Switching from Fax to Facebook Does Not Qualify as Innovative Diplomacy
The Israeli Foreign Service fails to reap the fruits of local innovation. Its diplomats continue to conduct the same type of “old diplomacy,” but with new tools. The April 2019 elections in Israel may present an opportunity to reinvent the foreign service as one which embraces innovation as an operational concept, rather than treating it merely as a tool for public relations.
From the “light upon nations” to the “Startup Nation,” the State of Israel and its people have always considered themselves leaders, and in terms of technological innovation, the world sees them as such. Businesspeople and public figures from all over the world flock to Israel to acquire technology, innovative developments, and Israeli companies. Israeli innovation is not limited to Check Point or Mobileye; it also includes the household products that every Israeli knows, such as Soda-Stream, which identified global consumption trends and successfully reinvented itself.
Yet there is one crucial area that continuously falls behind and fails to reap the fruits of Israeli innovation—our foreign relations, and more specifically, our foreign service. While there have been numerous efforts to revitalize and modernize Israeli diplomacy, such as the extensive use of social networks, in practice this is merely practicing “old diplomacy” with new tools. If you ask the average Israeli diplomat if he works with innovative tools, he will answer, "Of course! Look at how active we are on Facebook and Twitter." Practically, this means they take the press releases drafted in Jerusalem and upload them to social media.
Unfortunately, switching from fax to Facebook does not qualify as innovation.
Innovation means knowing how to take advantage of new technologies to advance policy goals. The business world already understands that utilizing Big Data can change the results of negotiations, and the ways in which businesses can engage with new audiences using virtual reality and augmented reality. The US Army was a pioneer in this field with its development of a special computer game called “America's Army,” which was launched in 2002 with the goal of encouraging recruitment to its ranks. This free and downloadable game, which put the player in the shoes of a virtual American soldier, became one of the most popular of its kind, and made a military career desirable at a time when its image was at a low point.
Imagine an augmented reality game that shows how Israeli innovations play a central role in the daily lives of each user through his or her phone screen. That would be effective public diplomacy
Imagine a virtual reality game that depicts the Israeli-Palestinian conflict through Israeli eyes, or a “Pokemon Go”-type of augmented reality game, which shows how Israeli innovations play a central role in the daily lives of every user through his or her phone screen. That would be effective public diplomacy—one which engages with its audience under terms that its members understand.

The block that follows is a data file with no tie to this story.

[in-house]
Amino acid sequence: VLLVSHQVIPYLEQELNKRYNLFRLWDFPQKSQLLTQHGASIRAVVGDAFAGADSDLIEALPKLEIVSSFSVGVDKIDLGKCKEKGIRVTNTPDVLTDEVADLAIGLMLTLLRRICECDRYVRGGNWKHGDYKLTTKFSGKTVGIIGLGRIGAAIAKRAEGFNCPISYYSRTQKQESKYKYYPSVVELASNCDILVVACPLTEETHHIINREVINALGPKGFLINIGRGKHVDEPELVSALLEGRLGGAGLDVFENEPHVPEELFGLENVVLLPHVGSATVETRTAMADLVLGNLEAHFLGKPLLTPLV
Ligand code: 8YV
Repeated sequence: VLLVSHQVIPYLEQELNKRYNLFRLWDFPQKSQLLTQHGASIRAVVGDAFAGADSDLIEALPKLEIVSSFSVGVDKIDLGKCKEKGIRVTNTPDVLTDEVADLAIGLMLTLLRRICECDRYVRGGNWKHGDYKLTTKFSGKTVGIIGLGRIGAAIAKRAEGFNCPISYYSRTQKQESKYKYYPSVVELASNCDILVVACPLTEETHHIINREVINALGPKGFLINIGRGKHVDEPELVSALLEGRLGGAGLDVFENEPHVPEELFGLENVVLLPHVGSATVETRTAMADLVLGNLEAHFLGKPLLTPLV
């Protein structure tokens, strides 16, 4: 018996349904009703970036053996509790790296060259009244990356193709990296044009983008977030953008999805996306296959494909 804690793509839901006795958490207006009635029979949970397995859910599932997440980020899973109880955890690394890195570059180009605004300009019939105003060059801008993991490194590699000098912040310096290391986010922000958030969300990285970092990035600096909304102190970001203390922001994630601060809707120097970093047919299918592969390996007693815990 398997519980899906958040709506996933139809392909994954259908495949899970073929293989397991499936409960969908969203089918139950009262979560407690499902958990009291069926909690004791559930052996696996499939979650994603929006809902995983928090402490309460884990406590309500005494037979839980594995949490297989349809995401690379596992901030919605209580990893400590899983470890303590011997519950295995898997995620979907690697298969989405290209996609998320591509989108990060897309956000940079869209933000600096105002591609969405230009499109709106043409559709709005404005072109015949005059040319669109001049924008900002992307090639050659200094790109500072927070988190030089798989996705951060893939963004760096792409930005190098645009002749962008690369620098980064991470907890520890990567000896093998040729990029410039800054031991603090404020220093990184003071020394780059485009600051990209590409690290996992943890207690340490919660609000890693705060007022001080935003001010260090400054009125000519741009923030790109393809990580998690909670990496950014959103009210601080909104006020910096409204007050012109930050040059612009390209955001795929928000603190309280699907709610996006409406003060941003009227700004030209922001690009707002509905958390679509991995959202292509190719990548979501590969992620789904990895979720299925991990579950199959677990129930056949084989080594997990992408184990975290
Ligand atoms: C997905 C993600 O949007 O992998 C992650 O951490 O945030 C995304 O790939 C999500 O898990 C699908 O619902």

Innovation is not just about technology; it is first and foremost a worldview. A prime example of this sentiment is Israel's former ambassador to Norway, Rafi Schutz. In 2017, when he realized that the traditional reception that the embassy organizes for Israel’s Independence Day yielded little political gain, he decided to find a more efficient way to utilize its budget. Schutz took one of the prominent issues facing the Norwegians – spinal cord injuries resulting from ski accidents – and introduced them to ReWalk, an Israeli company that develops unique exoskeletons to help those with back injuries regain the ability to stand and walk.
On Israel's Independence Day, the Norwegians learned how ties to Israel can serve their interests, namely through exposure to Israeli technology. They also benefited from a donation of several ReWalk exoskeleton devices to injured Norwegians, funded by the embassy and an anonymous donor. Since then, Norwegians no longer associate Israel only with the Israeli-Palestinian conflict or with the Oslo Accords, but with cutting-edge medical innovations that have the ability to change their lives.
No one thinks that taking an old institution (specifically one from the public sector) and creating a conceptual and intellectual revolution will be an easy feat. This is especially true regarding the Israeli Foreign Service, which in the past decade has been dealt blow after blow and has had many of its responsibilities distributed among several government ministries. It is difficult to expect an institution in decline, which receives little support from the establishment, to adapt itself to the changing reality.
The 2019 elections in Israel could be an opportunity not only to rehabilitate the Foreign Service, but to reinvent it. Regardless of its party composition, one of the next government’s first steps should be the appointment of a full-time foreign minister and the initiation of a profound conceptual change in the foreign service—one that views Israeli innovation as an operational concept, and not just as a tool for “Hasbara.”
A healthy, functional, and innovative foreign service is in Israel's national interest. Priding ourselves on the creation of the USB flash drive and cherry tomatoes did the trick in the early 2000s, but the time to move on is long overdue. Israeli diplomacy can and should lead this effort.
Ron Prosor is the head of the Abba Eban Institute for International Diplomacy at the Interdisciplinary Center (IDC) Herzliya. He is the former Israeli Ambassador to the United Nations and the United Kingdom, and the former Director General of the Ministry of Foreign Affairs.